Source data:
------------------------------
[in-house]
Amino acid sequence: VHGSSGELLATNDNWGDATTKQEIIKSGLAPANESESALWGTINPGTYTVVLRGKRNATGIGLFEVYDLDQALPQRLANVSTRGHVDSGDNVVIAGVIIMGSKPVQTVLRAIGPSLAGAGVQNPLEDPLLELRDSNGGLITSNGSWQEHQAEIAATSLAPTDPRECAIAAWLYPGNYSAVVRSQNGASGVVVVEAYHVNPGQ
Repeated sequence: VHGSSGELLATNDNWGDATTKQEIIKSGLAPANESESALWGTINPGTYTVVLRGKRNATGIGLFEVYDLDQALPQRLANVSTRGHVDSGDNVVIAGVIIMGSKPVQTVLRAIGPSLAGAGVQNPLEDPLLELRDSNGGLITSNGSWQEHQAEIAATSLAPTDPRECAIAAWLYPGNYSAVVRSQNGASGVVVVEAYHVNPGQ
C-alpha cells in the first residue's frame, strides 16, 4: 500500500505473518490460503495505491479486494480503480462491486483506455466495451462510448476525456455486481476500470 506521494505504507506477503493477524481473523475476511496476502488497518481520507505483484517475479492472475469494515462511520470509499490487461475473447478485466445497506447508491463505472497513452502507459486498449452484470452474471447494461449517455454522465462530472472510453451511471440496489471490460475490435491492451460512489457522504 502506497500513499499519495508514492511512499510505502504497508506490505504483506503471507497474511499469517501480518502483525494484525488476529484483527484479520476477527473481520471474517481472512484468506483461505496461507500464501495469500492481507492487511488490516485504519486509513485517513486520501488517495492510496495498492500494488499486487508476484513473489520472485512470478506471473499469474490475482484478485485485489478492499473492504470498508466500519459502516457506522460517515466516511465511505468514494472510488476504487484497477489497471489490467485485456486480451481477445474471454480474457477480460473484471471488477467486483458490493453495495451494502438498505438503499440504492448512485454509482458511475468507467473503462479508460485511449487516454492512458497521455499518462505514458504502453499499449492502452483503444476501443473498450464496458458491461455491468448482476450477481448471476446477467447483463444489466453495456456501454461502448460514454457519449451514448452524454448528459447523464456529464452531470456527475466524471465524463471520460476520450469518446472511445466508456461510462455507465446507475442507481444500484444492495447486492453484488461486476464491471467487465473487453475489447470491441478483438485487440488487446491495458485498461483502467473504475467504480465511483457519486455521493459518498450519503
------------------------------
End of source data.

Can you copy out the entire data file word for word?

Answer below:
[in-house]
Amino acid sequence: VHGSSGELLATNDNWGDATTKQEIIKSGLAPANESESALWGTINPGTYTVVLRGKRNATGIGLFEVYDLDQALPQRLANVSTRGHVDSGDNVVIAGVIIMGSKPVQTVLRAIGPSLAGAGVQNPLEDPLLELRDSNGGLITSNGSWQEHQAEIAATSLAPTDPRECAIAAWLYPGNYSAVVRSQNGASGVVVVEAYHVNPGQ
Repeated sequence: VHGSSGELLATNDNWGDATTKQEIIKSGLAPANESESALWGTINPGTYTVVLRGKRNATGIGLFEVYDLDQALPQRLANVSTRGHVDSGDNVVIAGVIIMGSKPVQTVLRAIGPSLAGAGVQNPLEDPLLELRDSNGGLITSNGSWQEHQAEIAATSLAPTDPRECAIAAWLYPGNYSAVVRSQNGASGVVVVEAYHVNPGQ
C-alpha cells in the first residue's frame, strides 16, 4: 500500500505473518490460503495505491479486494480503480462491486483506455466495451462510448476525456455486481476500470 506521494505504507506477503493477524481473523475476511496476502488497518481520507505483484517475479492472475469494515462511520470509499490487461475473447478485466445497506447508491463505472497513452502507459486498449452484470452474471447494461449517455454522465462530472472510453451511471440496489471490460475490435491492451460512489457522504 502506497500513499499519495508514492511512499510505502504497508506490505504483506503471507497474511499469517501480518502483525494484525488476529484483527484479520476477527473481520471474517481472512484468506483461505496461507500464501495469500492481507492487511488490516485504519486509513485517513486520501488517495492510496495498492500494488499486487508476484513473489520472485512470478506471473499469474490475482484478485485485489478492499473492504470498508466500519459502516457506522460517515466516511465511505468514494472510488476504487484497477489497471489490467485485456486480451481477445474471454480474457477480460473484471471488477467486483458490493453495495451494502438498505438503499440504492448512485454509482458511475468507467473503462479508460485511449487516454492512458497521455499518462505514458504502453499499449492502452483503444476501443473498450464496458458491461455491468448482476450477481448471476446477467447483463444489466453495456456501454461502448460514454457519449451514448452524454448528459447523464456529464452531470456527475466524471465524463471520460476520450469518446472511445466508456461510462455507465446507475442507481444500484444492495447486492453484488461486476464491471467487465473487453475489447470491441478483438485487440488487446491495458485498461483502467473504475467504480465511483457519486455521493459518498450519503